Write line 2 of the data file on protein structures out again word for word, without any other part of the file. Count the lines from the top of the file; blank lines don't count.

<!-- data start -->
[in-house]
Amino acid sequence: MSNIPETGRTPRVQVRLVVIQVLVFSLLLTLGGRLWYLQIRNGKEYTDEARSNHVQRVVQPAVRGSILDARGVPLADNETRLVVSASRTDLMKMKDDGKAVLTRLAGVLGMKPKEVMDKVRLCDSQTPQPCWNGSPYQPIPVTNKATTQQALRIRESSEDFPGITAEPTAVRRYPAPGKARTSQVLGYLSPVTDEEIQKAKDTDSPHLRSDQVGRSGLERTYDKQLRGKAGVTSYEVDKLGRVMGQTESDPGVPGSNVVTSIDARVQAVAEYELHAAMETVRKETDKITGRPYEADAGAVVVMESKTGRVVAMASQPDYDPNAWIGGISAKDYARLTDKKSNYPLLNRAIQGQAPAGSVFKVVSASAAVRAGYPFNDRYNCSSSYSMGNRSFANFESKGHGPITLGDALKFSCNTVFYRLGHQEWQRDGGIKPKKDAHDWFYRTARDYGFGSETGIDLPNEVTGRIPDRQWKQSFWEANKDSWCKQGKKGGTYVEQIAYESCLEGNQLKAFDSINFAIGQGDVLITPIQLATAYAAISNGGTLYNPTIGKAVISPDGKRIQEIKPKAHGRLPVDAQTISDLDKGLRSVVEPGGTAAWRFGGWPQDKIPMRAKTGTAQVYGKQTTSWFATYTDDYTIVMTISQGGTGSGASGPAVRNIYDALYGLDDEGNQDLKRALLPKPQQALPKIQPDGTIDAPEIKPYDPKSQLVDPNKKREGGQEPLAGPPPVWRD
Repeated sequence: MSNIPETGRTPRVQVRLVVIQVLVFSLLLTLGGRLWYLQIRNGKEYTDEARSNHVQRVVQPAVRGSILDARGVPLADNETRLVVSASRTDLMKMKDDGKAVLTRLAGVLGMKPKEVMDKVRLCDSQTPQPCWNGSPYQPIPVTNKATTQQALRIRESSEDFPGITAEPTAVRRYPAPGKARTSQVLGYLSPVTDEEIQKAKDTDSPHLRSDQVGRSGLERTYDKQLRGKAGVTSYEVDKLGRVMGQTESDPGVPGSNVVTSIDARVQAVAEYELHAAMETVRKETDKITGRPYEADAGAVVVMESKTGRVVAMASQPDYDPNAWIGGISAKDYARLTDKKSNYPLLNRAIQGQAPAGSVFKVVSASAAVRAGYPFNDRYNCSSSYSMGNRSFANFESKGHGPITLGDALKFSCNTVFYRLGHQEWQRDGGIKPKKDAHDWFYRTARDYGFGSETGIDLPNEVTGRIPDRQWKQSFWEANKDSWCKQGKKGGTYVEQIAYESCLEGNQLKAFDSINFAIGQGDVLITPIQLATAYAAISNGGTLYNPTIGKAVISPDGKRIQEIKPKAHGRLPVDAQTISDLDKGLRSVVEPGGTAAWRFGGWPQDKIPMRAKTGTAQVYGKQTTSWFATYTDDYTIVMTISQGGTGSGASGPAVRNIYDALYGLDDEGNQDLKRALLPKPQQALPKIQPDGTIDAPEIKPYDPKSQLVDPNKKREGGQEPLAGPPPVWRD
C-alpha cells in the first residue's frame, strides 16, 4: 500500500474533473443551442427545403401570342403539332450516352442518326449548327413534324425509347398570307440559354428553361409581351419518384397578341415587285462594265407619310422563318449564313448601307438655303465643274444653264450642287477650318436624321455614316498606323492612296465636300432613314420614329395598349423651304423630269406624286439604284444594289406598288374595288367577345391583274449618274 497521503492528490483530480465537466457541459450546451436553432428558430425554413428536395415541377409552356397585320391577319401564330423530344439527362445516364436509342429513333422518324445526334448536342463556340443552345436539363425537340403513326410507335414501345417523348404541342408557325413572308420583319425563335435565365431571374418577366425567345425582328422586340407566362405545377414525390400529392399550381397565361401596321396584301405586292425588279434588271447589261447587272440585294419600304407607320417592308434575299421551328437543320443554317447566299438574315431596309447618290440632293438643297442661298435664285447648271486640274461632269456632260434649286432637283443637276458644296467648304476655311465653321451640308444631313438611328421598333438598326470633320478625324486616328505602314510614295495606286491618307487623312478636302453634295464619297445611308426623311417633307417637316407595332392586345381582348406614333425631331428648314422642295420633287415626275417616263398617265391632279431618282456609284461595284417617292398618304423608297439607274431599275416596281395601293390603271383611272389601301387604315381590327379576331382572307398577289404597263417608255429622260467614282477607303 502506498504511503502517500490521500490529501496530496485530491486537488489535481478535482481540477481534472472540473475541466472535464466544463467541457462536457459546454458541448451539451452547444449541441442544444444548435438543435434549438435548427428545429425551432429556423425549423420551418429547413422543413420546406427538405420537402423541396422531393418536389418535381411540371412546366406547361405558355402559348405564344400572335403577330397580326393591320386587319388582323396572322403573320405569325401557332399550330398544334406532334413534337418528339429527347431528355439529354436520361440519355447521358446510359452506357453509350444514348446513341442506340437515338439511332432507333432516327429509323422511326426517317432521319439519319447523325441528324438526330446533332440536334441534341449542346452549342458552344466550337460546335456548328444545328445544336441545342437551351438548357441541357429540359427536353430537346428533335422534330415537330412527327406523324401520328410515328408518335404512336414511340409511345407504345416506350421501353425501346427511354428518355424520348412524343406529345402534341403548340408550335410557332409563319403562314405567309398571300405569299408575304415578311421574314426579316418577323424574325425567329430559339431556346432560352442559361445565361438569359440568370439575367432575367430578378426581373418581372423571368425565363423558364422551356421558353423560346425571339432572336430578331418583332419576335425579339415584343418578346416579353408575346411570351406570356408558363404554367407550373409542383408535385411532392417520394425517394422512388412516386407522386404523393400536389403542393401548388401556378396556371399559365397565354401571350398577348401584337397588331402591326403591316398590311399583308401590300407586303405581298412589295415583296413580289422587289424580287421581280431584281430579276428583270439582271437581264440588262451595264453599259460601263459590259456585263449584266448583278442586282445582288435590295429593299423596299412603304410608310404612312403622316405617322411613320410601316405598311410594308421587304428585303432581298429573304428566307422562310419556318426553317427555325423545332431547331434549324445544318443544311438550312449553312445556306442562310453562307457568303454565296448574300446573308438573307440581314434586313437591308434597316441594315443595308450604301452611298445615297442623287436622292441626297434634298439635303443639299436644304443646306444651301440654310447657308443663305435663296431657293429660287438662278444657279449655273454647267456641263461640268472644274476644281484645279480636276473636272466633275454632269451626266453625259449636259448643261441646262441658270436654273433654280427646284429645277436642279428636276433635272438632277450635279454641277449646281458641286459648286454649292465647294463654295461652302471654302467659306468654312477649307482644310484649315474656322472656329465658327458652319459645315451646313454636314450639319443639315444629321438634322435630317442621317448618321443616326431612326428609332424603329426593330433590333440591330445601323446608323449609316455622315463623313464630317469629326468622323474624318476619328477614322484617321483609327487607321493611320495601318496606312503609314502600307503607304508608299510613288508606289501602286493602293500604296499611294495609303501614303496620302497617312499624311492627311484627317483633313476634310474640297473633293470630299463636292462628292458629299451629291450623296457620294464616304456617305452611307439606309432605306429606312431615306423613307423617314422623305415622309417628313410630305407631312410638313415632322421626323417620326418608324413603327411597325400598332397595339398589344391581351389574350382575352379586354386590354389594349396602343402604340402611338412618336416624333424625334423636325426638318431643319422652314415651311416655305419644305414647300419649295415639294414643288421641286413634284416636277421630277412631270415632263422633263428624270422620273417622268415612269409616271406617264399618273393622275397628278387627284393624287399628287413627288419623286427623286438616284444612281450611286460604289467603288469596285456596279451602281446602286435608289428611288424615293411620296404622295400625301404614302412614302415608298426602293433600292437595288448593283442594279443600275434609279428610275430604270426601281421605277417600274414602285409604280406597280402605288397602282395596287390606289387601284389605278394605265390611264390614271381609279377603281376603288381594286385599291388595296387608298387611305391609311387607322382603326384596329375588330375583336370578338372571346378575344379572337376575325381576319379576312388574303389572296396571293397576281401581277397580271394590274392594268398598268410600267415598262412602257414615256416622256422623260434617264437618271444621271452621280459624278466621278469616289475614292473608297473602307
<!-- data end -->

Amino acid sequence: MSNIPETGRTPRVQVRLVVIQVLVFSLLLTLGGRLWYLQIRNGKEYTDEARSNHVQRVVQPAVRGSILDARGVPLADNETRLVVSASRTDLMKMKDDGKAVLTRLAGVLGMKPKEVMDKVRLCDSQTPQPCWNGSPYQPIPVTNKATTQQALRIRESSEDFPGITAEPTAVRRYPAPGKARTSQVLGYLSPVTDEEIQKAKDTDSPHLRSDQVGRSGLERTYDKQLRGKAGVTSYEVDKLGRVMGQTESDPGVPGSNVVTSIDARVQAVAEYELHAAMETVRKETDKITGRPYEADAGAVVVMESKTGRVVAMASQPDYDPNAWIGGISAKDYARLTDKKSNYPLLNRAIQGQAPAGSVFKVVSASAAVRAGYPFNDRYNCSSSYSMGNRSFANFESKGHGPITLGDALKFSCNTVFYRLGHQEWQRDGGIKPKKDAHDWFYRTARDYGFGSETGIDLPNEVTGRIPDRQWKQSFWEANKDSWCKQGKKGGTYVEQIAYESCLEGNQLKAFDSINFAIGQGDVLITPIQLATAYAAISNGGTLYNPTIGKAVISPDGKRIQEIKPKAHGRLPVDAQTISDLDKGLRSVVEPGGTAAWRFGGWPQDKIPMRAKTGTAQVYGKQTTSWFATYTDDYTIVMTISQGGTGSGASGPAVRNIYDALYGLDDEGNQDLKRALLPKPQQALPKIQPDGTIDAPEIKPYDPKSQLVDPNKKREGGQEPLAGPPPVWRD